People who dismiss climate change often claim that the earth's warm-up is simply part of “natural climate variability.” A paper published in July in Nature puts that argument to rest. The authors show that warm and cold years were regularly interspersed during the past 2,000 years A and that even the warmest and coldest periods were experienced only by isolated regions at a given time—never across the entire globe simultaneously B. For example, the so-called Little Ice Age occurred in the 1400s across the central Pacific Ocean, in the 1600s across northwestern Europe and in the mid-1800s in other places. The warm Medieval Climate Anomaly occurred in the Pacific in the 900s, in North America in the 1000s and in central South America in the 1200s. But the current warm-up has taken place across 98 percent of the globe at the same time, from about 1900 through today. “It's completely different,” states lead researcher Raphael Neukom of the University of Bern in Switzerland. All regions have heated up relentlessly, in unison.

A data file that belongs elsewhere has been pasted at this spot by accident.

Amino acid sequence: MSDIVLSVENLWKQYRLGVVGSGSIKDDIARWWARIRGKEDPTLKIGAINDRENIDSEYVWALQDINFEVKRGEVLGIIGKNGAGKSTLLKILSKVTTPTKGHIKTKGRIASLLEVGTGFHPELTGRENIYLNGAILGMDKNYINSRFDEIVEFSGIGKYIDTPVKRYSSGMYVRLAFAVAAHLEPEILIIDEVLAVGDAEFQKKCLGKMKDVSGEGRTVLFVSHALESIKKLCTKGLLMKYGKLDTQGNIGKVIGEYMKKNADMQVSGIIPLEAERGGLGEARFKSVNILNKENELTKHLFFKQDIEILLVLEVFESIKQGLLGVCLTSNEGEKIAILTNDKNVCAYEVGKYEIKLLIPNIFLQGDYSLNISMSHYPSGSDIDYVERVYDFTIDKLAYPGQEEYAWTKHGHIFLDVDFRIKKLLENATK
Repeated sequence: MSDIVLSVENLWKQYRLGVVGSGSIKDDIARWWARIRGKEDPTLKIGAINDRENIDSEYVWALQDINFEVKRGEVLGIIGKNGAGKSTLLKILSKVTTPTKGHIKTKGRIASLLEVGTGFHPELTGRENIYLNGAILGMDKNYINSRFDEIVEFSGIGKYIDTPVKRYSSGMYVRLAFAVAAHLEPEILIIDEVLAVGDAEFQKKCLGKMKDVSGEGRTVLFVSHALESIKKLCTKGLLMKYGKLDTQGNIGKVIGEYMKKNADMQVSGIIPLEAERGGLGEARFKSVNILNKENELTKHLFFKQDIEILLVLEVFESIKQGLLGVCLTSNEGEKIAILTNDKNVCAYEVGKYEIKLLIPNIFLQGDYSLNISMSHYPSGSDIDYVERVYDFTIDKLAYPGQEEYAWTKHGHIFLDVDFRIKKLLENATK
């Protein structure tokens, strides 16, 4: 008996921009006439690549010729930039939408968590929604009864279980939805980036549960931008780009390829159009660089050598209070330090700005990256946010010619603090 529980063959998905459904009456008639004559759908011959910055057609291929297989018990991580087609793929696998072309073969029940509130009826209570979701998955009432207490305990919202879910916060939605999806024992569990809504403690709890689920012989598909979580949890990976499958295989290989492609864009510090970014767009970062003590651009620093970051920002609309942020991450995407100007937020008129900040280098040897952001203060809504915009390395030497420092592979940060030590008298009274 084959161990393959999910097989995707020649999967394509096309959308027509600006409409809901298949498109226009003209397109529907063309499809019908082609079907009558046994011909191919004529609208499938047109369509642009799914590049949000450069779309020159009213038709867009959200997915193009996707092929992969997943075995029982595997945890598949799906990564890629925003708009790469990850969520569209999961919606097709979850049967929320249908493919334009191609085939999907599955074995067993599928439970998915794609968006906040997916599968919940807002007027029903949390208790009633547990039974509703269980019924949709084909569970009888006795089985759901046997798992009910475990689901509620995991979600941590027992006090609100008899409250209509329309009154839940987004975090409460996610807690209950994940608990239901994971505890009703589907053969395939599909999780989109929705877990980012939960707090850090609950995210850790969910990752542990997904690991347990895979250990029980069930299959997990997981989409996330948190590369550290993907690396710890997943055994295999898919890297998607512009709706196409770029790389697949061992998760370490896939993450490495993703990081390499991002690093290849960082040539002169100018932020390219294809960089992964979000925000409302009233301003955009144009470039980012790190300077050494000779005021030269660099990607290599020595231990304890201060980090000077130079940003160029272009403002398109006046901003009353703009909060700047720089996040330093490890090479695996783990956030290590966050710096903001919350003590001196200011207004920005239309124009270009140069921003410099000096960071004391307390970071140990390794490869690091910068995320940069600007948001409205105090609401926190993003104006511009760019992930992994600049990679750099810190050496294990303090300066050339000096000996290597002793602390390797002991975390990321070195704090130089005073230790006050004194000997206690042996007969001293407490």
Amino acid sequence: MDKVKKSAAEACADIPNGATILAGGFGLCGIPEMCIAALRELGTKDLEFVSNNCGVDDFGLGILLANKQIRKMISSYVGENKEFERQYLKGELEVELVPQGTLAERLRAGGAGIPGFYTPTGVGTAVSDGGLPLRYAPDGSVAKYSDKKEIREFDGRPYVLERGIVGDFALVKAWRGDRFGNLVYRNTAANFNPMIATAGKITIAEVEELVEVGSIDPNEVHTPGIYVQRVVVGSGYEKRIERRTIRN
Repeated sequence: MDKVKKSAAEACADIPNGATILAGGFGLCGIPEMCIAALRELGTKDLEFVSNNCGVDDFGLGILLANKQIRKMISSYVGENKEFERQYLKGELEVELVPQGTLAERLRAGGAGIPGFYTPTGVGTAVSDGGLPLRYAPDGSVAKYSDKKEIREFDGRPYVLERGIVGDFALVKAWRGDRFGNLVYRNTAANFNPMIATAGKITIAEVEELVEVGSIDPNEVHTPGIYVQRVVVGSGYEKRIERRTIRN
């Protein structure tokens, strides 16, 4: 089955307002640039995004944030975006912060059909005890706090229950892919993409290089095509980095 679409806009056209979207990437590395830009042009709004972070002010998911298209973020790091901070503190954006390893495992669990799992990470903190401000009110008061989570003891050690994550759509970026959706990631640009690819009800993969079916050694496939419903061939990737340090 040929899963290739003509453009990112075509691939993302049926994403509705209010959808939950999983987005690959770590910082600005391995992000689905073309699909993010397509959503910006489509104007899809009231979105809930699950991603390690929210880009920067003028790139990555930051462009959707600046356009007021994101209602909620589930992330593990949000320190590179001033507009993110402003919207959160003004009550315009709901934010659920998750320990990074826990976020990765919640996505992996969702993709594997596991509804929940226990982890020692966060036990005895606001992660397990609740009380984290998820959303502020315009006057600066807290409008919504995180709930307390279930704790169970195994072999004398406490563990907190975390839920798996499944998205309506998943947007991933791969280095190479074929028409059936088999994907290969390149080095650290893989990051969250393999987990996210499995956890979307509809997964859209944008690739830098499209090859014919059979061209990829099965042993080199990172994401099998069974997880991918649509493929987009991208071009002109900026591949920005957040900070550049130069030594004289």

This article was originally published with the title "Climate Clincher" in Scientific American 321, 5, 86 (November 2019)